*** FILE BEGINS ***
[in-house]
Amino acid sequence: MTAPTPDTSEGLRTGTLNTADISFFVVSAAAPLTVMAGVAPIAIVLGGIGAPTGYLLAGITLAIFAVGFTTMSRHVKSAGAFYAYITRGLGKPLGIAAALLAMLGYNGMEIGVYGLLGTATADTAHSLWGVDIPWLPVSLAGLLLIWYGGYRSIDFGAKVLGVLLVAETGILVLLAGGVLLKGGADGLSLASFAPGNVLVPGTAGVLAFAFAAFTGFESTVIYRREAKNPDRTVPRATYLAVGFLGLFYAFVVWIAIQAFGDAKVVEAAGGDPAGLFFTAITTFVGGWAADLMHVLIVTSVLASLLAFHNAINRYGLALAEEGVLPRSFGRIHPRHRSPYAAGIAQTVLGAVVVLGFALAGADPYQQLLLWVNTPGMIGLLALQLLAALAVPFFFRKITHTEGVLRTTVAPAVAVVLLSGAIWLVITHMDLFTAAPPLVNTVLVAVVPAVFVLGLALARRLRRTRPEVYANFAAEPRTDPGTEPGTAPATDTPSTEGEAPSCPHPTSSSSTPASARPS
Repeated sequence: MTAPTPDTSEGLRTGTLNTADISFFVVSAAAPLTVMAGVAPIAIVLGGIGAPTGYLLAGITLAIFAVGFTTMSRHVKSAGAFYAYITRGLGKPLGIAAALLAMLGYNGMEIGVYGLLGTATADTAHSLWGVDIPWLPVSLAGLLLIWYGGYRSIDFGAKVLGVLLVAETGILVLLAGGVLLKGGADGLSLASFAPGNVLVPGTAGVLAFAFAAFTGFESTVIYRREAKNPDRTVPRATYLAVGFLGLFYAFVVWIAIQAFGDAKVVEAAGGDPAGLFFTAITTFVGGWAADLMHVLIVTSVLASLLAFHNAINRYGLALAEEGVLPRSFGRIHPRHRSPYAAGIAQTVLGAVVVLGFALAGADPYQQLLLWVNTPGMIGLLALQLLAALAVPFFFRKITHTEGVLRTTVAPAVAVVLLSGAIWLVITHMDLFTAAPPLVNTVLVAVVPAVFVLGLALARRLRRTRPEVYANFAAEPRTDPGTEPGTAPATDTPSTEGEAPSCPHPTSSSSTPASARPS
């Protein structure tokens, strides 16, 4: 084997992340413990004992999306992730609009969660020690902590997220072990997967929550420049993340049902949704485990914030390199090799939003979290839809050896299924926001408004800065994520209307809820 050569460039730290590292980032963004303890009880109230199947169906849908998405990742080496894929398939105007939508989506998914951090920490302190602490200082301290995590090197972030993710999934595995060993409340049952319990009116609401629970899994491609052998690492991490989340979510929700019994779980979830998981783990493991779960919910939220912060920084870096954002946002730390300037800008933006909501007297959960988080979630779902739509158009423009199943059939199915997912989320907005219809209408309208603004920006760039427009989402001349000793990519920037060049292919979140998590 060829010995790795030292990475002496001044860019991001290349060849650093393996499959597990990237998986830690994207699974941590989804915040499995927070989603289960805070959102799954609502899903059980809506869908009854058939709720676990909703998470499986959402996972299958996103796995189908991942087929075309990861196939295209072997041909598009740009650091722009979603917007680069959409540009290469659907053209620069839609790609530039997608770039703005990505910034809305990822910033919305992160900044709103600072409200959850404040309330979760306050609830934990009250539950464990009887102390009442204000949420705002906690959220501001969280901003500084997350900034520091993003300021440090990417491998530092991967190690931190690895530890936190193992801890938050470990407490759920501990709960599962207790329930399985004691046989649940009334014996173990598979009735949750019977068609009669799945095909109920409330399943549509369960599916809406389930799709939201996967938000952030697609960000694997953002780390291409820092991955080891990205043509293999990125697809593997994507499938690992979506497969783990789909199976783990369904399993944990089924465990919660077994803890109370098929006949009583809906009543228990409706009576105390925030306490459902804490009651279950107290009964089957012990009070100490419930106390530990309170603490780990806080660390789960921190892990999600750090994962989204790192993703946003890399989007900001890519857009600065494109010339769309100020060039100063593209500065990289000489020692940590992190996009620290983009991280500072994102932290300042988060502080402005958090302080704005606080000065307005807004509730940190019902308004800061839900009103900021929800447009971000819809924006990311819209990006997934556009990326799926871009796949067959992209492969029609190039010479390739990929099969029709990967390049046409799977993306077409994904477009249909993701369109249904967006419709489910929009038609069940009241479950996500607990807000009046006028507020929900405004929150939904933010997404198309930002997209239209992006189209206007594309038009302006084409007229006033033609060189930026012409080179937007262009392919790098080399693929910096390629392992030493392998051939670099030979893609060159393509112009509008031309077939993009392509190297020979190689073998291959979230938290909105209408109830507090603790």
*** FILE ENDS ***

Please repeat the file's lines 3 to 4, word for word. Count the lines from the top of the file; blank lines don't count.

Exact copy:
Repeated sequence: MTAPTPDTSEGLRTGTLNTADISFFVVSAAAPLTVMAGVAPIAIVLGGIGAPTGYLLAGITLAIFAVGFTTMSRHVKSAGAFYAYITRGLGKPLGIAAALLAMLGYNGMEIGVYGLLGTATADTAHSLWGVDIPWLPVSLAGLLLIWYGGYRSIDFGAKVLGVLLVAETGILVLLAGGVLLKGGADGLSLASFAPGNVLVPGTAGVLAFAFAAFTGFESTVIYRREAKNPDRTVPRATYLAVGFLGLFYAFVVWIAIQAFGDAKVVEAAGGDPAGLFFTAITTFVGGWAADLMHVLIVTSVLASLLAFHNAINRYGLALAEEGVLPRSFGRIHPRHRSPYAAGIAQTVLGAVVVLGFALAGADPYQQLLLWVNTPGMIGLLALQLLAALAVPFFFRKITHTEGVLRTTVAPAVAVVLLSGAIWLVITHMDLFTAAPPLVNTVLVAVVPAVFVLGLALARRLRRTRPEVYANFAAEPRTDPGTEPGTAPATDTPSTEGEAPSCPHPTSSSSTPASARPS
């Protein structure tokens, strides 16, 4: 084997992340413990004992999306992730609009969660020690902590997220072990997967929550420049993340049902949704485990914030390199090799939003979290839809050896299924926001408004800065994520209307809820 050569460039730290590292980032963004303890009880109230199947169906849908998405990742080496894929398939105007939508989506998914951090920490302190602490200082301290995590090197972030993710999934595995060993409340049952319990009116609401629970899994491609052998690492991490989340979510929700019994779980979830998981783990493991779960919910939220912060920084870096954002946002730390300037800008933006909501007297959960988080979630779902739509158009423009199943059939199915997912989320907005219809209408309208603004920006760039427009989402001349000793990519920037060049292919979140998590 060829010995790795030292990475002496001044860019991001290349060849650093393996499959597990990237998986830690994207699974941590989804915040499995927070989603289960805070959102799954609502899903059980809506869908009854058939709720676990909703998470499986959402996972299958996103796995189908991942087929075309990861196939295209072997041909598009740009650091722009979603917007680069959409540009290469659907053209620069839609790609530039997608770039703005990505910034809305990822910033919305992160900044709103600072409200959850404040309330979760306050609830934990009250539950464990009887102390009442204000949420705002906690959220501001969280901003500084997350900034520091993003300021440090990417491998530092991967190690931190690895530890936190193992801890938050470990407490759920501990709960599962207790329930399985004691046989649940009334014996173990598979009735949750019977068609009669799945095909109920409330399943549509369960599916809406389930799709939201996967938000952030697609960000694997953002780390291409820092991955080891990205043509293999990125697809593997994507499938690992979506497969783990789909199976783990369904399993944990089924465990919660077994803890109370098929006949009583809906009543228990409706009576105390925030306490459902804490009651279950107290009964089957012990009070100490419930106390530990309170603490780990806080660390789960921190892990999600750090994962989204790192993703946003890399989007900001890519857009600065494109010339769309100020060039100063593209500065990289000489020692940590992190996009620290983009991280500072994102932290300042988060502080402005958090302080704005606080000065307005807004509730940190019902308004800061839900009103900021929800447009971000819809924006990311819209990006997934556009990326799926871009796949067959992209492969029609190039010479390739990929099969029709990967390049046409799977993306077409994904477009249909993701369109249904967006419709489910929009038609069940009241479950996500607990807000009046006028507020929900405004929150939904933010997404198309930002997209239209992006189209206007594309038009302006084409007229006033033609060189930026012409080179937007262009392919790098080399693929910096390629392992030493392998051939670099030979893609060159393509112009509008031309077939993009392509190297020979190689073998291959979230938290909105209408109830507090603790």